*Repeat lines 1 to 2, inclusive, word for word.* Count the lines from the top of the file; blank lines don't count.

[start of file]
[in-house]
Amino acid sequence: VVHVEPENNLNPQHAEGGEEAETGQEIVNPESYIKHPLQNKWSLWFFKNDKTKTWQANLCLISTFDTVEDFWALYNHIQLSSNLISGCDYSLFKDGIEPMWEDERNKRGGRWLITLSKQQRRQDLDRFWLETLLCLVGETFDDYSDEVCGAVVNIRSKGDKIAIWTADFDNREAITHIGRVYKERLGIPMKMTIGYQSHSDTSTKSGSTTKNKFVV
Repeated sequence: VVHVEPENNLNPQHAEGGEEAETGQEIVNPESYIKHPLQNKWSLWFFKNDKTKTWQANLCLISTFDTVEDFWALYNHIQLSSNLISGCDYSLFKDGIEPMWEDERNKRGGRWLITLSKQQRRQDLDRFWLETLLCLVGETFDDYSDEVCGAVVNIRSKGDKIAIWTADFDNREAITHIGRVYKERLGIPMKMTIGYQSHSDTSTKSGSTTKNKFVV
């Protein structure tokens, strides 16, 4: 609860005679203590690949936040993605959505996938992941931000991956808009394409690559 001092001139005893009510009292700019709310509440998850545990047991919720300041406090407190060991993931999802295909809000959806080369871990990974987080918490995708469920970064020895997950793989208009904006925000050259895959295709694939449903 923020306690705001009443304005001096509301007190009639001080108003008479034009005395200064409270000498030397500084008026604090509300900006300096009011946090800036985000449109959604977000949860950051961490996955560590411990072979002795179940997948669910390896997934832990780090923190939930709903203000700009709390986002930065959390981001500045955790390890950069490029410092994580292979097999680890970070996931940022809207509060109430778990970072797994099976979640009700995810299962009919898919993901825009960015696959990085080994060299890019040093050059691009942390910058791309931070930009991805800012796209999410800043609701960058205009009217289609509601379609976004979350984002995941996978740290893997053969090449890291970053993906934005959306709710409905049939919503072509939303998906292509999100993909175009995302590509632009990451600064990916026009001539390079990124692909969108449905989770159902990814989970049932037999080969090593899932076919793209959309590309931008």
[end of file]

[in-house]
Amino acid sequence: VVHVEPENNLNPQHAEGGEEAETGQEIVNPESYIKHPLQNKWSLWFFKNDKTKTWQANLCLISTFDTVEDFWALYNHIQLSSNLISGCDYSLFKDGIEPMWEDERNKRGGRWLITLSKQQRRQDLDRFWLETLLCLVGETFDDYSDEVCGAVVNIRSKGDKIAIWTADFDNREAITHIGRVYKERLGIPMKMTIGYQSHSDTSTKSGSTTKNKFVV